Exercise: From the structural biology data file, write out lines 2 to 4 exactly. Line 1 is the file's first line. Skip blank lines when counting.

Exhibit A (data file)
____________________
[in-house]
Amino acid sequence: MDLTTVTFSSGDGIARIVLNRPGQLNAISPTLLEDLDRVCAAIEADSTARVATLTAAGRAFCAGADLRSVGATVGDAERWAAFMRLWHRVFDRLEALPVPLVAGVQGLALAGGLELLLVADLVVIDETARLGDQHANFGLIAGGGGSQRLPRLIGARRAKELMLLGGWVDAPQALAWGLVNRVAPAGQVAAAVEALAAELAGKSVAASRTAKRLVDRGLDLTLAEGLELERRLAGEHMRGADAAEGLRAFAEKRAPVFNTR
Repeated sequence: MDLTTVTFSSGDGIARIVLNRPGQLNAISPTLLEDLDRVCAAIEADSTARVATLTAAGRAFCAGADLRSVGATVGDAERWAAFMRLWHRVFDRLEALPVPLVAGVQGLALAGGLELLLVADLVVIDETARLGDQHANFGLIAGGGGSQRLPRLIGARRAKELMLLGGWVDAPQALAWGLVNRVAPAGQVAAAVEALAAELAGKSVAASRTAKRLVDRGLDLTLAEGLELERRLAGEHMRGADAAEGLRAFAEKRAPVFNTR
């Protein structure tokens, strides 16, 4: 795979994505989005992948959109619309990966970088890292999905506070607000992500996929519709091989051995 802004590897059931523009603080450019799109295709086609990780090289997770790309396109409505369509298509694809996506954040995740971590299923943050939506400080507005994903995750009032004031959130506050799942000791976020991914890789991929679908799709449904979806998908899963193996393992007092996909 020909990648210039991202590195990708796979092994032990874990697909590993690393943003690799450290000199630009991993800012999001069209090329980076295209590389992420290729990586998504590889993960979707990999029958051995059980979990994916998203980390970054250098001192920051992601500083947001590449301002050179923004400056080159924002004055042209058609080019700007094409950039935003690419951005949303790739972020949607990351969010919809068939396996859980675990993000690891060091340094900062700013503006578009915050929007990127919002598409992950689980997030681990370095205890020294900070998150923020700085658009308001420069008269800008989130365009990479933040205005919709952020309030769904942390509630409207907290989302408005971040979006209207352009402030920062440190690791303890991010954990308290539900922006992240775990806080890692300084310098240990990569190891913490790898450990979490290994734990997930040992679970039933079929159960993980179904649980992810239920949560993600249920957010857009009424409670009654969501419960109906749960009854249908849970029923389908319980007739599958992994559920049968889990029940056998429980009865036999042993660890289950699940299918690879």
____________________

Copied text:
Amino acid sequence: MDLTTVTFSSGDGIARIVLNRPGQLNAISPTLLEDLDRVCAAIEADSTARVATLTAAGRAFCAGADLRSVGATVGDAERWAAFMRLWHRVFDRLEALPVPLVAGVQGLALAGGLELLLVADLVVIDETARLGDQHANFGLIAGGGGSQRLPRLIGARRAKELMLLGGWVDAPQALAWGLVNRVAPAGQVAAAVEALAAELAGKSVAASRTAKRLVDRGLDLTLAEGLELERRLAGEHMRGADAAEGLRAFAEKRAPVFNTR
Repeated sequence: MDLTTVTFSSGDGIARIVLNRPGQLNAISPTLLEDLDRVCAAIEADSTARVATLTAAGRAFCAGADLRSVGATVGDAERWAAFMRLWHRVFDRLEALPVPLVAGVQGLALAGGLELLLVADLVVIDETARLGDQHANFGLIAGGGGSQRLPRLIGARRAKELMLLGGWVDAPQALAWGLVNRVAPAGQVAAAVEALAAELAGKSVAASRTAKRLVDRGLDLTLAEGLELERRLAGEHMRGADAAEGLRAFAEKRAPVFNTR
């Protein structure tokens, strides 16, 4: 795979994505989005992948959109619309990966970088890292999905506070607000992500996929519709091989051995 802004590897059931523009603080450019799109295709086609990780090289997770790309396109409505369509298509694809996506954040995740971590299923943050939506400080507005994903995750009032004031959130506050799942000791976020991914890789991929679908799709449904979806998908899963193996393992007092996909 020909990648210039991202590195990708796979092994032990874990697909590993690393943003690799450290000199630009991993800012999001069209090329980076295209590389992420290729990586998504590889993960979707990999029958051995059980979990994916998203980390970054250098001192920051992601500083947001590449301002050179923004400056080159924002004055042209058609080019700007094409950039935003690419951005949303790739972020949607990351969010919809068939396996859980675990993000690891060091340094900062700013503006578009915050929007990127919002598409992950689980997030681990370095205890020294900070998150923020700085658009308001420069008269800008989130365009990479933040205005919709952020309030769904942390509630409207907290989302408005971040979006209207352009402030920062440190690791303890991010954990308290539900922006992240775990806080890692300084310098240990990569190891913490790898450990979490290994734990997930040992679970039933079929159960993980179904649980992810239920949560993600249920957010857009009424409670009654969501419960109906749960009854249908849970029923389908319980007739599958992994559920049968889990029940056998429980009865036999042993660890289950699940299918690879």